In part 1 of the framework, you need to articulate what you offer in a way that is clear to your customer. As Donald Miller says, "don't make your customer burn calories to understand what is it that you do."
Why this is critical:
Most businesses make the mistake of telling their own story, why they exist, what makes them great or why they started the company. This violates the first and vital Storybrand principle that your customers are the hero, not your brand!
How do you uncover what your customer wants?
- Ask your clients straight-up what do they want
- Be aware that when asked, people tend to list too many things that they want
- Look at review sites from your key competitors. You want to capture your customer's voice and public reviews are a great way to uncover the desires and problems of your ideal clients.
- Conduct customer interviews/surveys
When you can clearly describe what you offer, more of your ideal customers will engage with your brand.
Common Mistakes to Avoid
- Brands tend to choose too many things. The customer can only want one thing. Pare down your customers wants down to one thing that is extremely clear and simple.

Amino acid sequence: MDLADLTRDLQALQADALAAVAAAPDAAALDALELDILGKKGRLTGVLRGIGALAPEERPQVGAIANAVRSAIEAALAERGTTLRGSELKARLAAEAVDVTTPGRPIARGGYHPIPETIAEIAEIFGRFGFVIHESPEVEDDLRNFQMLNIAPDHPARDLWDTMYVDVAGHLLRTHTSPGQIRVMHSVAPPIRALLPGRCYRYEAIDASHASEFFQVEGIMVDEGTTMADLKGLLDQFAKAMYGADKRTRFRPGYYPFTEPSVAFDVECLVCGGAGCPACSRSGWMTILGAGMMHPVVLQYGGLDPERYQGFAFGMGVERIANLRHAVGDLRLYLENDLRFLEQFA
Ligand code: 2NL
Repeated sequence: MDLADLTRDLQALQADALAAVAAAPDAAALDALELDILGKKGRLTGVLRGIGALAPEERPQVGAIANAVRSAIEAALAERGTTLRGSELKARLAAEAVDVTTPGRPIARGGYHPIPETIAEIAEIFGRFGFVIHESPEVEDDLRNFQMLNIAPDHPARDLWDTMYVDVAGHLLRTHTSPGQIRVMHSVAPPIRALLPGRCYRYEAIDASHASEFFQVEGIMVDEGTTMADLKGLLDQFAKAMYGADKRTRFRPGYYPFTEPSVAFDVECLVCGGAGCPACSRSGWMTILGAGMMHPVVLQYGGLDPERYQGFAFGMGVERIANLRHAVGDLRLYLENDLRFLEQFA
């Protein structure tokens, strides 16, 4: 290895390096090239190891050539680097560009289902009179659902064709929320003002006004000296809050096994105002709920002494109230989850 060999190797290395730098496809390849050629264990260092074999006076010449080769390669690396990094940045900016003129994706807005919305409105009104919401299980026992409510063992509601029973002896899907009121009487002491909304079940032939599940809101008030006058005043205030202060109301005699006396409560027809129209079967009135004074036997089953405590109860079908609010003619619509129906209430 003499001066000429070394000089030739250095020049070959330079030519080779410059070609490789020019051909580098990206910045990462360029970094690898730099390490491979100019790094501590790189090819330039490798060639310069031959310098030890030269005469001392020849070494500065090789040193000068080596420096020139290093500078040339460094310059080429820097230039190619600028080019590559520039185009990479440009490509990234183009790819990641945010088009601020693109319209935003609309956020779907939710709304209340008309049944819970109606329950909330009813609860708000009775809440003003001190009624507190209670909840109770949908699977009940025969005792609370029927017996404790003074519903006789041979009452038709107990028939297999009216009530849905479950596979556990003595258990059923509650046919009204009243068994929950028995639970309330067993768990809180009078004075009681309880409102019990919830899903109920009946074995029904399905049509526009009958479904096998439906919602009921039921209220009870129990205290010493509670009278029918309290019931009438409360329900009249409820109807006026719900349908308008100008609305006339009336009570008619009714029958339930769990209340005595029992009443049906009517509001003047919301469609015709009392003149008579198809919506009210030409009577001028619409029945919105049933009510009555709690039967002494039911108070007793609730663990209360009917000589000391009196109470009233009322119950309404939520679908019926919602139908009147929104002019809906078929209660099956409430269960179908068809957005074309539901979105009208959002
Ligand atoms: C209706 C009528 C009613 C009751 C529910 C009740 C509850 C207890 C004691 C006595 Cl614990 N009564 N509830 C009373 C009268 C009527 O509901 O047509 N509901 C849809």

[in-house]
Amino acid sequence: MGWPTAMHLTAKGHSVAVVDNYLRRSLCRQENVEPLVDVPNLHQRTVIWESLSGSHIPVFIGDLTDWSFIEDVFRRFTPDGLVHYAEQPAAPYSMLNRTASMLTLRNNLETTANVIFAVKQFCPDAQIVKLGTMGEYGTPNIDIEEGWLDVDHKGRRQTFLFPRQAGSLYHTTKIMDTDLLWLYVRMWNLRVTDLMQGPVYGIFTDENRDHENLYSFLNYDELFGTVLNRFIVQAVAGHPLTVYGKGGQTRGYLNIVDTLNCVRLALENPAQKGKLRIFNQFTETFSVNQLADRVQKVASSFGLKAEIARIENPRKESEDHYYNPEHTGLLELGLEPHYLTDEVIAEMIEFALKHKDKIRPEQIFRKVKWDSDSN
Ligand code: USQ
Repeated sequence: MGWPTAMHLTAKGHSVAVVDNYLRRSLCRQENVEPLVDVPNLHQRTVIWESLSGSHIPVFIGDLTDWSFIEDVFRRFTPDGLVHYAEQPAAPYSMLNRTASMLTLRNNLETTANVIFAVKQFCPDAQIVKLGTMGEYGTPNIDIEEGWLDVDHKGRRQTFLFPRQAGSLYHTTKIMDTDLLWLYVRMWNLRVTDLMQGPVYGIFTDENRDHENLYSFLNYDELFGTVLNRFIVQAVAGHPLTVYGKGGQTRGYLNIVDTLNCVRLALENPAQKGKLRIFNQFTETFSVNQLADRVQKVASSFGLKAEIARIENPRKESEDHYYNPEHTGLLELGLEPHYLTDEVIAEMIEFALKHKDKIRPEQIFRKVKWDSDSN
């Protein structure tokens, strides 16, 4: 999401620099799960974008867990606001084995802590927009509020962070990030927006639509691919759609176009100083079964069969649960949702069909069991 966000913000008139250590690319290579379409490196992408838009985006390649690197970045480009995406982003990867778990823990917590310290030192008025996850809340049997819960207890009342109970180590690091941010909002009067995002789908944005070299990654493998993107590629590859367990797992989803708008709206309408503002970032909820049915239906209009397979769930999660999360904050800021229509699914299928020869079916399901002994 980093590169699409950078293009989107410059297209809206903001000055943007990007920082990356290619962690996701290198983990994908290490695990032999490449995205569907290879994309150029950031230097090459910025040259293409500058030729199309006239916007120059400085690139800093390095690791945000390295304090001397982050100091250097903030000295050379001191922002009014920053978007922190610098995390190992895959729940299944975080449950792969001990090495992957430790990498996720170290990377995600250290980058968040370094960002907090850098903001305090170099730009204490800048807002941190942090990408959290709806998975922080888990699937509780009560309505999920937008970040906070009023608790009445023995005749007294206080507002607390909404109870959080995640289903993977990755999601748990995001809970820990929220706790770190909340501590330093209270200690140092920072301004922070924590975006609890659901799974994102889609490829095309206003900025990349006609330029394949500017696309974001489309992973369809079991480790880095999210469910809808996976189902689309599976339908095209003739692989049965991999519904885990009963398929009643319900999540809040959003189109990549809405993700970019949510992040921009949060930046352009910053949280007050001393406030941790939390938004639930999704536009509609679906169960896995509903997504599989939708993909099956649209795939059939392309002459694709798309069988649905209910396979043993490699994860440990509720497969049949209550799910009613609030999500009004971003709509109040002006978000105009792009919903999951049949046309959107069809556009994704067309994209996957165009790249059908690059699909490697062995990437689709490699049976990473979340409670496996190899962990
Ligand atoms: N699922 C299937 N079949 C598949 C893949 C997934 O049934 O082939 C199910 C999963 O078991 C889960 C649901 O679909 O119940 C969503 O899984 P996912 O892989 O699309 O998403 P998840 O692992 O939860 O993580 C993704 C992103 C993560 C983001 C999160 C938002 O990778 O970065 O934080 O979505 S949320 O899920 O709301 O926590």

- Avoid using inside language. This part should be so simple that a third-grader could understand it.
- Avoid having your customers burn too many calories. If they have to ask the question "what does that mean?" it is too complicated.
Examples of what your customer might want
- My business needs more quality leads
- I want a new website that is beautiful but powerful in converting visitors
- I want to successfully home school my children (homeschooling platform)
- Reliable internet for their home office
But, what if your business has multiple heroes (customers) who want different things? See if there's an umbrella idea that can incorporate all the things customers want. For example:
- Creativeo (our own business) — sometimes our customers wants a website or help with their StoryBrand messaging, but the umbrella under which all of our services falls under is an ROI with their marketing spend.